After decades of rightful dissatisfaction with the governing parties of Mexico, Mexicans elected Andres Manuel Lopez Obrador as their next president on the July 1 elections. Garnering 53 percent of the reported vote, the anti-establishment president-elect had a landslide victory that has resulted in a majority of the nine governorships up for election and absolute majority in the Senate and Chamber of Deputies for Lopez Obrador’s coalition.
The Partido Revolucionario Institucional (PRI), which once dominated Mexican politics for more than 70 years, experienced a heavy loss at the ballot boxes due to Mexicans’ profound discontent toward the lack of economic growth and opportunities, the persistence of massive poverty and inequality, violence, insecurity, impunity and corruption that has plagued the country, much under the PRI’s watch throughout the outgoing Enrique Pena Nieto administration.
Yet, it was remarkable to witness the strength of Mexico’s young democracy when the losing candidates expressed quick and graceful concessions soon after polls closed. President Trump also congratulated Lopez Obrador at the end of the night, and Lopez Obrador expressed his desire to reach an understanding of mutual respect between the United States and Mexico. Taken together, this marked a positive start to Mexico’s unusually long five-month transition period, which will end Dec. 1, when Lopez Obrador comes into office for the next six years.
However, there are those who are concerned with the fact that Trump and Lopez Obrador are now leaders of two nations whose bilateral relationship not only touches the daily lives of Americans and Mexicans in a way that not many other relationships do, but that is also at risk of unraveling entirely. After all, over the last 30 years the United States and Mexico have established significant political, economic, security and cultural ties that cannot be easily overlooked, not even with the current state of U.S.-Mexico relations: hostility, mainly of President Trump’s doing.
For all the speculation about Lopez Obrador becoming an antagonist of Trump, it is unlikely that he would risk further deterioration of the bilateral relationship. When reflecting on Lopez Obrador’s tenure as mayor of Mexico City, he was less radical and more pragmatic than he recently appeared to be — there are many in Mexico and the United States that believe his recent posture and political rhetoric were for campaign purposes only and that he will ultimately be a rational leader.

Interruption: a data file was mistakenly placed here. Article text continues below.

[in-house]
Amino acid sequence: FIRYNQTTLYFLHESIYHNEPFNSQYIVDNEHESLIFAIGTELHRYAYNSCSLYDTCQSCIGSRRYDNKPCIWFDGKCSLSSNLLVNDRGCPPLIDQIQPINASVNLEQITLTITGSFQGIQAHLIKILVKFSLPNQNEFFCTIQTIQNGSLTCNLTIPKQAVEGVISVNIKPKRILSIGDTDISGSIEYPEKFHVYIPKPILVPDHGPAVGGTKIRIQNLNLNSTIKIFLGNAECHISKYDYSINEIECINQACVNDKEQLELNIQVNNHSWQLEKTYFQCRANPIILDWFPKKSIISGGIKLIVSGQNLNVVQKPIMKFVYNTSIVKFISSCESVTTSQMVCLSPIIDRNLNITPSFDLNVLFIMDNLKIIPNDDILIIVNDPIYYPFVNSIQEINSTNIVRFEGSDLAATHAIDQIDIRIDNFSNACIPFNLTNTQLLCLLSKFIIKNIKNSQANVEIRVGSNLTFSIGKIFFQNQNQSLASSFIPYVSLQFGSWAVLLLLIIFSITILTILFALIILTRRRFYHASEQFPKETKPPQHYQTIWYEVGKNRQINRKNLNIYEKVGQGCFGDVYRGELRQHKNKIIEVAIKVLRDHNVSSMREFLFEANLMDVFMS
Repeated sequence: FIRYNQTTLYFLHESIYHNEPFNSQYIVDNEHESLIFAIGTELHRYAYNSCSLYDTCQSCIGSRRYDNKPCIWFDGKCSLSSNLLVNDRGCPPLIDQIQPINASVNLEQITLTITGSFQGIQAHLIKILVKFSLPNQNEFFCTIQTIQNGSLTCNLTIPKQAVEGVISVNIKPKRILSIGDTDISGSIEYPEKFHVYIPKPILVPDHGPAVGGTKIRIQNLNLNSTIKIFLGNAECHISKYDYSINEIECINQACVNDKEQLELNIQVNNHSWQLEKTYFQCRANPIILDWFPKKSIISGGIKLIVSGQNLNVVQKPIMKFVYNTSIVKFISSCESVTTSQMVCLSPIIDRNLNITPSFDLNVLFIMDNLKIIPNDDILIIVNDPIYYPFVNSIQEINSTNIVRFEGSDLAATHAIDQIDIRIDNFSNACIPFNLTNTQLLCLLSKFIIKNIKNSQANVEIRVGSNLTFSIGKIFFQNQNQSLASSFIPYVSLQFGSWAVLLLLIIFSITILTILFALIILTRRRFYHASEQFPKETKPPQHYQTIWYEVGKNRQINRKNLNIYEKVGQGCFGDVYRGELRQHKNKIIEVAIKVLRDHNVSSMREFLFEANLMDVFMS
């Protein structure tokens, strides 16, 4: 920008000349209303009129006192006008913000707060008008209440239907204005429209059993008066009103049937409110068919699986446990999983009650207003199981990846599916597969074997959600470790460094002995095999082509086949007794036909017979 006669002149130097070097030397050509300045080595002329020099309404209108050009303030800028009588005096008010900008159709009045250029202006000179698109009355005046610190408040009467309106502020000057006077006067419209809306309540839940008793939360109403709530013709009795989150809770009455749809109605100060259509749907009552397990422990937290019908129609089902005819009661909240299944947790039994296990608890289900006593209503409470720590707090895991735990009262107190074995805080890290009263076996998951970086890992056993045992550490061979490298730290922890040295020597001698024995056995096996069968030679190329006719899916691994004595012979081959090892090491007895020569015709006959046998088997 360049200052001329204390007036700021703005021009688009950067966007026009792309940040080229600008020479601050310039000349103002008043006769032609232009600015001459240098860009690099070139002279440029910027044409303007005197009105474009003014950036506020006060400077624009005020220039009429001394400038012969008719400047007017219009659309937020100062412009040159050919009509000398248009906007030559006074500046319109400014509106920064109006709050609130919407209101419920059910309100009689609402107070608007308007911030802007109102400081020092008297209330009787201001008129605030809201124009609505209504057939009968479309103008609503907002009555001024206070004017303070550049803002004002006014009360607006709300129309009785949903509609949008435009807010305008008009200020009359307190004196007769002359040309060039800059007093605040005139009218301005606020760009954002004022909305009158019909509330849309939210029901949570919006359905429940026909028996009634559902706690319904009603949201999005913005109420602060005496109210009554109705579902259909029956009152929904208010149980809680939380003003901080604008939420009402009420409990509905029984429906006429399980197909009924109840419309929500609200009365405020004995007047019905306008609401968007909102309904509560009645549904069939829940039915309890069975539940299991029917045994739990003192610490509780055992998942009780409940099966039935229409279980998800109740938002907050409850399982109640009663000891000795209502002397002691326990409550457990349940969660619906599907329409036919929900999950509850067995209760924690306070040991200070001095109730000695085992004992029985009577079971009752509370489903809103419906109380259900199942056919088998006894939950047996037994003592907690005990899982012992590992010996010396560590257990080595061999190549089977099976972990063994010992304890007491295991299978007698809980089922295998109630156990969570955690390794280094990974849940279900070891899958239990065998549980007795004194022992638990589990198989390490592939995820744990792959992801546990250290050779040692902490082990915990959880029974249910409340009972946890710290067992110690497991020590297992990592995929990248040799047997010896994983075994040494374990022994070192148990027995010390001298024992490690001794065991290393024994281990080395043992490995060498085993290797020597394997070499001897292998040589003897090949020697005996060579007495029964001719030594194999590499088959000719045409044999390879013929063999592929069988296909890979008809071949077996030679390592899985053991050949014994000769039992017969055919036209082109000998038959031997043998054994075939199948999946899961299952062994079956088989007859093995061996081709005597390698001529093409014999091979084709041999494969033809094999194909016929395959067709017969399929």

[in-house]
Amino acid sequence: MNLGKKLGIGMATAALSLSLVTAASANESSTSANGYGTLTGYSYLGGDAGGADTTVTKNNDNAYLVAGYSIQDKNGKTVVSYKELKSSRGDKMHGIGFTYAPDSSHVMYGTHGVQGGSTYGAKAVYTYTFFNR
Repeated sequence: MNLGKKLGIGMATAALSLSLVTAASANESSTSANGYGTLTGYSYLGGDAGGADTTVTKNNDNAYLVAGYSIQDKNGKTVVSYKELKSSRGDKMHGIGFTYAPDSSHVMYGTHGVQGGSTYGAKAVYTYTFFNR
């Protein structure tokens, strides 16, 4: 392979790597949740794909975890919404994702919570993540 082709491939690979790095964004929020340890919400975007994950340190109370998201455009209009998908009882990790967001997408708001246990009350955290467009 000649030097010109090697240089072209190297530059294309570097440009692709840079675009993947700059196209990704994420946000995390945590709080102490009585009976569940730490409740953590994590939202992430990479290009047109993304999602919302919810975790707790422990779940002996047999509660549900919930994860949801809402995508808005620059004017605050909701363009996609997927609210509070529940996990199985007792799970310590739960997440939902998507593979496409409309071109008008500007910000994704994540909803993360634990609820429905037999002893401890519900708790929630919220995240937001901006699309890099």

Lopez Obrador, and those close around him, should understand by now that an economically strong and physically secure Mexico, from a national security perspective, is in the best interest for both Mexico and the United States. The best opportunity for Mexico to achieve stability is through close cooperation with its most important neighbor — not through isolationist policies.
However, if Trump continues his tirades on Mexico, Lopez Obrador would be expected to demonstrate to his voters that their vote went toward someone who can take bold leadership and defend Mexico against Trump’s hostile rhetoric and actions, which can potentially damage government-to-government relations with the United States.
Lopez Obrador’s victory should not be seen as disruptive or dangerous to U.S.-Mexico relations — Mexico has a smaller cadre of possible policies to deal with the United States than vice versa; it will depend on the United States to structure the relationship as a partnership — yet, President Trump’s erratic behavior should not be disregarded.
The next five months, particularly leading up to the U.S. midterm elections in November, may be a decisive test of how both administrations will behave toward each other for the next few years. It is imperative that elected officials at all levels of government on both sides of the border amplify their support for maintaining and preserving U.S.-Mexico relations. For example, the clearest place our two countries can find mutual benefit in a functioning relationship is in the security space. Equally important, a broad range of civil society actors in both countries should engage their counterparts to share experiences and to leverage the connectivity that exists between the United States and Mexico.
Ultimately, reason will prevail. There are too many stakeholders in the bilateral relationship — from government officials to private sector and civil society, as well as kinship — to let the future of U.S.-Mexico relations rest on personal attacks between Trump and Lopez Obrador.